David Dunseith RIP

David Dunseith

Through some of the darkest days of the NI troubles and in the absence of a local political assembly, [Talkback] provided a forum for debate where no other existed.

BBC News online reports the sad news that David Dunseith has died. With a career spanning television and radio, UTV and BBC, the Sony award-winning journalist and presenter was perhaps most associated with presenting the lunch Talkback programme on Radio Ulster, before latterly moving to host Sunday’s Seven Days.


  • galloglaigh

    I grew up listening to David. As did most of us. An institution, and will be missed. RIP

  • Mick Fealty

    He WILL be missed.

  • John Ó Néill

    He probably had to listen to more sectarian abuse than anyone else. How he never swore at some of them live on radio I don’t know.

  • pippakin

    Respect. RIP

  • ranger1640

    David was a great journalist and presenter, I was interviewed by David several on occasions and every time he was courteous and sincere. Pity the new breed of runt radio host is more interested in themselves than the person ringing in, who by the pay their wages.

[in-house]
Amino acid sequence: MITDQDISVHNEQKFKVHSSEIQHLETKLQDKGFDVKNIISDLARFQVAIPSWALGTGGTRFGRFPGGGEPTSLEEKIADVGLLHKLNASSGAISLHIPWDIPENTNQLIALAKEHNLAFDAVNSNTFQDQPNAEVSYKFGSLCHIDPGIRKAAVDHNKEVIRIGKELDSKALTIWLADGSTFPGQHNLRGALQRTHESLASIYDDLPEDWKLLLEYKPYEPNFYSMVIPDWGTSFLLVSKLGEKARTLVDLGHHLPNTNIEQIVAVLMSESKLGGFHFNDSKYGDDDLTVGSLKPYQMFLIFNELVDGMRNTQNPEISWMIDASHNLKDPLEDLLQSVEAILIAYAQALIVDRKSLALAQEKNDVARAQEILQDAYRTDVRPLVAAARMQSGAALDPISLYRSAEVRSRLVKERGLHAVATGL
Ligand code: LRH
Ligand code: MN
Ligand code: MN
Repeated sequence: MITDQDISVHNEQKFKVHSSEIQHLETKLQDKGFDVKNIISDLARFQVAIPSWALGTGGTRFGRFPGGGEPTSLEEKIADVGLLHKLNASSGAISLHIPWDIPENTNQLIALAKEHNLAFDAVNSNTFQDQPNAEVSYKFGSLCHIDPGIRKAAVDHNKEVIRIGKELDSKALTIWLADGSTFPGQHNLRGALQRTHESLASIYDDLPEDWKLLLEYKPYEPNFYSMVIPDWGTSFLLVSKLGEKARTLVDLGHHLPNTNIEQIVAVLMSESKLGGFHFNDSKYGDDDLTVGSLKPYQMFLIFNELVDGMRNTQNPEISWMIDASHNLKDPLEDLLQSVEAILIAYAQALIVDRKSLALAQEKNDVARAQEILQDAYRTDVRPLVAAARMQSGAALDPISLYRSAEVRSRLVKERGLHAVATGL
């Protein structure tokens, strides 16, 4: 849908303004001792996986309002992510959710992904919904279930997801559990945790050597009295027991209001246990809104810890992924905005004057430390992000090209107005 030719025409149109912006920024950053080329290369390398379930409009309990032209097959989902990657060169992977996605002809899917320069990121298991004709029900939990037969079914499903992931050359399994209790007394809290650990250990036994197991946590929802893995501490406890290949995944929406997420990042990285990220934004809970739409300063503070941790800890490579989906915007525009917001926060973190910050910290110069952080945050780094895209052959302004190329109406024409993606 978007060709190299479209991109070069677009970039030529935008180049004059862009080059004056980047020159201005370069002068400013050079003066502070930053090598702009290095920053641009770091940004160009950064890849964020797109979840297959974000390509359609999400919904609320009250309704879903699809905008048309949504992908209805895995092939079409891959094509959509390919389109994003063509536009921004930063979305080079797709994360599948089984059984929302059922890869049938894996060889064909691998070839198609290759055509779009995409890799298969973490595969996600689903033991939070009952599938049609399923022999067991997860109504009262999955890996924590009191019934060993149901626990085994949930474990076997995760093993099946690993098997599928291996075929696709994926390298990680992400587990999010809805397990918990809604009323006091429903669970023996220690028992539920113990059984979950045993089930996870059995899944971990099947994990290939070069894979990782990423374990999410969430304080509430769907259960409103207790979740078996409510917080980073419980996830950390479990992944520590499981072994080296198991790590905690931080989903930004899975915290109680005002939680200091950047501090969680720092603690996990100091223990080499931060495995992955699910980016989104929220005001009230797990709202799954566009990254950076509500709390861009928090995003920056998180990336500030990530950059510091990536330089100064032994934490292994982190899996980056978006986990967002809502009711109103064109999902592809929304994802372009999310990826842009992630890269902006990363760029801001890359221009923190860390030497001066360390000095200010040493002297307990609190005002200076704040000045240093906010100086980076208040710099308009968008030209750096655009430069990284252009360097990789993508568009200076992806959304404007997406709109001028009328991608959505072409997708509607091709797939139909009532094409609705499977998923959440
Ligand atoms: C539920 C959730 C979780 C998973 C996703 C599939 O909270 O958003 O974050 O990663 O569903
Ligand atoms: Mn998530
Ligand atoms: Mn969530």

• Yes, I remember him from when I lived there and he always showed confidence. Someone to be trusted.

  • kaiser

    will be sadly missed,talkback was the voice of the people good or bad and David dealt with it all with ease

  • The voice of northern Ireland (on so many levels) his soothing tones and incisive mind will be sadly missed.

  • Loved listening to his weekly Saturday roundup of Talkback while doing my student post round.

    A fantastic radio voice – distinctive, soothing and always seemingly objective. When he spoke, the country listened. RIP.

  • I recall him as a police officer (sergeant in RUC Drug Squad) who was also editor of the Police Gazette.
    He came into UTV (first I believe) at the end of the 1960s.

  • Very sad to hear of David’s death, he was an excellent journalist and presenter who transgressed all faiths creeds and political persuasions rip

  • Greenflag

    A man of immense patience and fortitude . A calm and reasoned approach to all sides and not afraid to ask the tough questions when required.